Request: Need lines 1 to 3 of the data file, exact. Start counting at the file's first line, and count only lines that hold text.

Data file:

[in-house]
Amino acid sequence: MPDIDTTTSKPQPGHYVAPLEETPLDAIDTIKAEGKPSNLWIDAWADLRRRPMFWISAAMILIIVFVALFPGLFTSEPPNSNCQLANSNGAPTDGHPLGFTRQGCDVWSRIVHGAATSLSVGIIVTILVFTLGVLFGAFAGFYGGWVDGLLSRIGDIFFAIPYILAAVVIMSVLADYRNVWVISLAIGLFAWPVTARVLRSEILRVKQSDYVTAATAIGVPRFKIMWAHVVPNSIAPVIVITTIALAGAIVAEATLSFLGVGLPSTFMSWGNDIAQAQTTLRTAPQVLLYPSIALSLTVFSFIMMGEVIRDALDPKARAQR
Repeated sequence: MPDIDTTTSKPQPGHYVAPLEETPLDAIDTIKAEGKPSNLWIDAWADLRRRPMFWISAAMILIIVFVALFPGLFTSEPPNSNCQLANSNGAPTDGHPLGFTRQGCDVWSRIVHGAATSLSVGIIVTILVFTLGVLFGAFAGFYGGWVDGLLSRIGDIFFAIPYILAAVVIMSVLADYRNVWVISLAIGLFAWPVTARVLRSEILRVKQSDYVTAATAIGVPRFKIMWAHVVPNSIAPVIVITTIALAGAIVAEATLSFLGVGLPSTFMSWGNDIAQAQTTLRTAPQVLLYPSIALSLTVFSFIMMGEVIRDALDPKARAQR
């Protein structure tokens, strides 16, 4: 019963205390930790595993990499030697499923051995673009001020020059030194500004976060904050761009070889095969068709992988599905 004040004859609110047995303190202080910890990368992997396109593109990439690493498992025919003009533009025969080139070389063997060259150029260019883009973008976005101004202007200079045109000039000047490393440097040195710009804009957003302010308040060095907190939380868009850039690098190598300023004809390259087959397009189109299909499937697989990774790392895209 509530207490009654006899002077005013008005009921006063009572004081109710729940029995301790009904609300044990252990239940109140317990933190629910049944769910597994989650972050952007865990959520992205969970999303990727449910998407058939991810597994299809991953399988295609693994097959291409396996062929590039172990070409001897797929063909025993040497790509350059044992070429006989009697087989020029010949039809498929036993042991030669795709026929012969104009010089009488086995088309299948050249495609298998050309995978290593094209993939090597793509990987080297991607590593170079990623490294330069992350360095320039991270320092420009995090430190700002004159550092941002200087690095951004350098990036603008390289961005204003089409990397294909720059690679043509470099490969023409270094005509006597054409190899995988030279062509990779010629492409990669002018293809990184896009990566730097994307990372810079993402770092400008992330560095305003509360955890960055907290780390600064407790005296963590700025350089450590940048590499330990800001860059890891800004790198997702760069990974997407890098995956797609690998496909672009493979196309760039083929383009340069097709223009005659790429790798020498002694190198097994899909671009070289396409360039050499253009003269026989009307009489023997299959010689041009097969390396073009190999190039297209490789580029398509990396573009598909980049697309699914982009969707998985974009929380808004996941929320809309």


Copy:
[in-house]
Amino acid sequence: MPDIDTTTSKPQPGHYVAPLEETPLDAIDTIKAEGKPSNLWIDAWADLRRRPMFWISAAMILIIVFVALFPGLFTSEPPNSNCQLANSNGAPTDGHPLGFTRQGCDVWSRIVHGAATSLSVGIIVTILVFTLGVLFGAFAGFYGGWVDGLLSRIGDIFFAIPYILAAVVIMSVLADYRNVWVISLAIGLFAWPVTARVLRSEILRVKQSDYVTAATAIGVPRFKIMWAHVVPNSIAPVIVITTIALAGAIVAEATLSFLGVGLPSTFMSWGNDIAQAQTTLRTAPQVLLYPSIALSLTVFSFIMMGEVIRDALDPKARAQR
Repeated sequence: MPDIDTTTSKPQPGHYVAPLEETPLDAIDTIKAEGKPSNLWIDAWADLRRRPMFWISAAMILIIVFVALFPGLFTSEPPNSNCQLANSNGAPTDGHPLGFTRQGCDVWSRIVHGAATSLSVGIIVTILVFTLGVLFGAFAGFYGGWVDGLLSRIGDIFFAIPYILAAVVIMSVLADYRNVWVISLAIGLFAWPVTARVLRSEILRVKQSDYVTAATAIGVPRFKIMWAHVVPNSIAPVIVITTIALAGAIVAEATLSFLGVGLPSTFMSWGNDIAQAQTTLRTAPQVLLYPSIALSLTVFSFIMMGEVIRDALDPKARAQR